It feels like a roller coaster…
Last night we went to bed both a bit scared. We only had 5 embryos and they were considered to be in poor condition. The wife hauled my butt out of bed 5 minutes before my alarm even had a chance to go off. We were concerned about getting to the office an hour before so the wife could take her Valium and drink the water she needed for the procedure. Coupled with the concerns from the report yesterday it was a nervous trip for both of us. The highlight for me was passing the billboard of a vasectomy doctor, knowing I’ll never need to worry about needing that done.
We arrive at the hospital. She takes her medication and drinks the bottle of water while we kill time in the gift shop before taking the elevator up to the office. While waiting in the waiting room, the Valium is slowly turning my wife into a paranoid goofball. She starts giggling for no apparent reason. Followed by asking me how her hair looks and if everyone one is laughing at her because of it. She then goes on and on about this pretty bird figurine she found in the gift shop. I thought, I’ll buy that for her while she is having the transfer done. She then tells me, “You could buy that bird figurine for me during the transfer.” Son of a bitch. The Valium turned her into a mind reader.
The nurse calls her name and informs us our primary Doctor wants to do the transfer himself and is running an hour late. She then asks how her bladder is feeling. The answer she got wasn’t the one she was looking for and hands my wife another cup of water to drink.
Now my wife really has to pee. I really have to pee and won’t because I would feel guilty. And she can’t even listen to her relaxation tape because it has the sounds of birds and waterfalls. Finally they call us back to see the doctor.
First we ask him about my wife still dealing with pain, to which he responded, “Well we poked her in the ovaries pretty good getting the eggs. Since the ovaries in females are the same organs as testicles are in males, it’s the same as getting kicked really hard in the gonads.” I love this doctor! Then he gives us the news.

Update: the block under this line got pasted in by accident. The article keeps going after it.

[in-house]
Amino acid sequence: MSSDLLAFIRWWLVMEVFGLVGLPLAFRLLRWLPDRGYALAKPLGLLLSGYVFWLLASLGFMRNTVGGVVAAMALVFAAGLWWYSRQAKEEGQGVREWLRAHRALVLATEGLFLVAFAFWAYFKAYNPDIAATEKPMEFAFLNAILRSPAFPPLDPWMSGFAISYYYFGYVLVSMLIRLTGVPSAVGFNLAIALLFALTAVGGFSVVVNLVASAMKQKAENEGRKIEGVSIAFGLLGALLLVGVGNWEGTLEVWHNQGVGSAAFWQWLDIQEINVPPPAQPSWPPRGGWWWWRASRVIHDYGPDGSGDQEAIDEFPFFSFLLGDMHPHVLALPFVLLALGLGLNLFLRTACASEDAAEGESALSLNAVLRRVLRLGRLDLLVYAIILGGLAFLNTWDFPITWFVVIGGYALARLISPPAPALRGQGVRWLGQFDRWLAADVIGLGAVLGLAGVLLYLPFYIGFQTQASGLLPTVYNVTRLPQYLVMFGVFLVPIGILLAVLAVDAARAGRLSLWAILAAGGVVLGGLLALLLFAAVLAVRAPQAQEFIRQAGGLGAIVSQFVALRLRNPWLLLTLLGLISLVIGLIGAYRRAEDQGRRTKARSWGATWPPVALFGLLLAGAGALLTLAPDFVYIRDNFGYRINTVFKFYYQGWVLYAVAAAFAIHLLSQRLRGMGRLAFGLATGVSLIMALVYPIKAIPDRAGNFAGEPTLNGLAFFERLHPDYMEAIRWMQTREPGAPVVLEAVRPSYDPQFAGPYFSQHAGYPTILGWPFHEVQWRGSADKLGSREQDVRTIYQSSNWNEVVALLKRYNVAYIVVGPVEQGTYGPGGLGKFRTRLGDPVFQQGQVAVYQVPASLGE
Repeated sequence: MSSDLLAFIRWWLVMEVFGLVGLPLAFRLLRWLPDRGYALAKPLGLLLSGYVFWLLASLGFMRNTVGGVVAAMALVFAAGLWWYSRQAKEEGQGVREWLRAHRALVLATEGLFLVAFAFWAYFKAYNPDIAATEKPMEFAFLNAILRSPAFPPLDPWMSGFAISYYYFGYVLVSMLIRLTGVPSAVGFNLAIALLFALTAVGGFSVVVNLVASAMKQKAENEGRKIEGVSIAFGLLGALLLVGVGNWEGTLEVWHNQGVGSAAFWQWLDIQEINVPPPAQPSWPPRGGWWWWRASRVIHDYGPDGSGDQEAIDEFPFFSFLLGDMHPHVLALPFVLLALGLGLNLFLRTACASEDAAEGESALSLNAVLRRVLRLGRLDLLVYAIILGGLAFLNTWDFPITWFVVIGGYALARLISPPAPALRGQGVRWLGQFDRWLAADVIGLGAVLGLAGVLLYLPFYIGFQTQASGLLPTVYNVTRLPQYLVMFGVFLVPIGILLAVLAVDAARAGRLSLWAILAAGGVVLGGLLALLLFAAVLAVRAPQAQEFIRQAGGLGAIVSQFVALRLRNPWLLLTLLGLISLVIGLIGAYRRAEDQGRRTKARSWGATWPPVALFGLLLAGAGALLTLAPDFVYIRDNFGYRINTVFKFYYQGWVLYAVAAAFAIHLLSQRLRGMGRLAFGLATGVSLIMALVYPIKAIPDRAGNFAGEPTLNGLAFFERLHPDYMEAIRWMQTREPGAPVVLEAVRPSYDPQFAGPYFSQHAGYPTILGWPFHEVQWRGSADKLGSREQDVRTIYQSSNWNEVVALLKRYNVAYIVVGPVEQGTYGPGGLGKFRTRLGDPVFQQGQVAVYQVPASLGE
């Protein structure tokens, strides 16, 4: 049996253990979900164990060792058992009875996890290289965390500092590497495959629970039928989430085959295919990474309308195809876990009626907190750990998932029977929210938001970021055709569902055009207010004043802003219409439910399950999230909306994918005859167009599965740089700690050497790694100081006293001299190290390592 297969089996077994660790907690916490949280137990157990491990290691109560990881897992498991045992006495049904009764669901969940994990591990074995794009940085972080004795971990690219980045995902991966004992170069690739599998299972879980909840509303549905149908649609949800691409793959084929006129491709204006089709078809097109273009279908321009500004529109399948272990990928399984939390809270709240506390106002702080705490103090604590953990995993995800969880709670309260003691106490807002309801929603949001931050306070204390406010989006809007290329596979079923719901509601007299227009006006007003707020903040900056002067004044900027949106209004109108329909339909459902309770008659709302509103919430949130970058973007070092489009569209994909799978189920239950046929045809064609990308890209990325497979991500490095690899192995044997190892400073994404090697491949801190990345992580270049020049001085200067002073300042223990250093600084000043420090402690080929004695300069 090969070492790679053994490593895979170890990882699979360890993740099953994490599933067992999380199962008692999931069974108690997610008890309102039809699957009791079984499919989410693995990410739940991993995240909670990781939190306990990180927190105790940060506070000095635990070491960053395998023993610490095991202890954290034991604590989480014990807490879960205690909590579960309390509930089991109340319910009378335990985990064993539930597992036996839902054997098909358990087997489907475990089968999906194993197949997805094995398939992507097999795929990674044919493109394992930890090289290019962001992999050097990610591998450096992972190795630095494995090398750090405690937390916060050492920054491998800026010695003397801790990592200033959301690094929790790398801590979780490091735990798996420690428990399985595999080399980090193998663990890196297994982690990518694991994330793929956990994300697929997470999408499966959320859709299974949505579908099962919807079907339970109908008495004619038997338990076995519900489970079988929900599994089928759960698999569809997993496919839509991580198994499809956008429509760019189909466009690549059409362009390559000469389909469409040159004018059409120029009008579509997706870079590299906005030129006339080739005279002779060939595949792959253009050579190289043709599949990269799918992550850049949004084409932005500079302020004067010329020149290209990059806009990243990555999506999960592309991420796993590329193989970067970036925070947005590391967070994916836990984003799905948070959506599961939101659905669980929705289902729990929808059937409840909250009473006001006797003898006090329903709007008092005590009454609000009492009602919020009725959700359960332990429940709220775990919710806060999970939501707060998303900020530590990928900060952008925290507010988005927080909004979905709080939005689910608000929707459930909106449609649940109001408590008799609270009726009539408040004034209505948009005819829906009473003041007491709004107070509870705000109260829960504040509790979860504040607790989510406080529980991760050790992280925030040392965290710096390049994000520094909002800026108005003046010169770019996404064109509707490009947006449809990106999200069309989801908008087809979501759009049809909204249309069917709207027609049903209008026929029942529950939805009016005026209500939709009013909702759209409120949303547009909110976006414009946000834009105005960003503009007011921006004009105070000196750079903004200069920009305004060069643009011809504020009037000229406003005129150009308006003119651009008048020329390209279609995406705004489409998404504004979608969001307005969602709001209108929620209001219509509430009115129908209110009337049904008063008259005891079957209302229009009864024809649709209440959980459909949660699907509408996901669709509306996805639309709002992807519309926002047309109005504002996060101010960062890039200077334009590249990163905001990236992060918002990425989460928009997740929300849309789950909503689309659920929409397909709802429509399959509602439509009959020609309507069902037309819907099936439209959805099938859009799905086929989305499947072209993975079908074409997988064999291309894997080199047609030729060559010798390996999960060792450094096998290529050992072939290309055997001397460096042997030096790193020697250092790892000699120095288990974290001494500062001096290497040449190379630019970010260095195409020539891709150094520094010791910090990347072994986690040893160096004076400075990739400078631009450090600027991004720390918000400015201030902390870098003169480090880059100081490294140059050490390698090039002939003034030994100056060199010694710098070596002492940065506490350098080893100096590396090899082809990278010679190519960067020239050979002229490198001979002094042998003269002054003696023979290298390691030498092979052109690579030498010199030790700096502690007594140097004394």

Overnight one of them grew to a 7C, which made the doctor really happy. Another egg that wasn’t doing anything yesterday decided it was finally a good time to start, so that gave us a total of 6 embryos. With the 7C the doctor felt pretty good about just using 2 embryos for the transfer. That’s what we did. We transferred the 7C and a 3C that the embryologist felt pretty good about into my wife. We will let the other 4 continue to grow. If they are still viable by Friday they will freeze them for later use if we need them. We are hoping for 2 or 3 to make it to that stage.
So now we are feeling pretty good. They take her back for the transfer, I head to the restroom, then down to the lobby to buy her the figurine she wanted. Turns out, her bladder was too full. This required a delicate operation of her going, but not completely going until the bladder was the size they are looking for to perform the procedure. I have no idea why this is important, but I guess it must be. The catheter this time did not cause her any pain, which she was very happy about.
We leave the hospital with instructions for my wife to lay in the back seat with her butt raised by a pillow. It is not a very comfortable back seat for laying down on. Even though I was trying to drive very carefully, every bump or turn brought another groan from the backseat. Finally she yells, “I don’t like this, it feels like a roller coaster” And that’s what this IVF process has felt like. An up and down journey of hopes and fears.
The wife is resting and feeling much better. They instructed her to stay in bed with her butt elevated today as much as possible. Now all we can do is hope for the best. Our first blood test is September 17. That is when we will find out if one of the embryos is attached and still growing.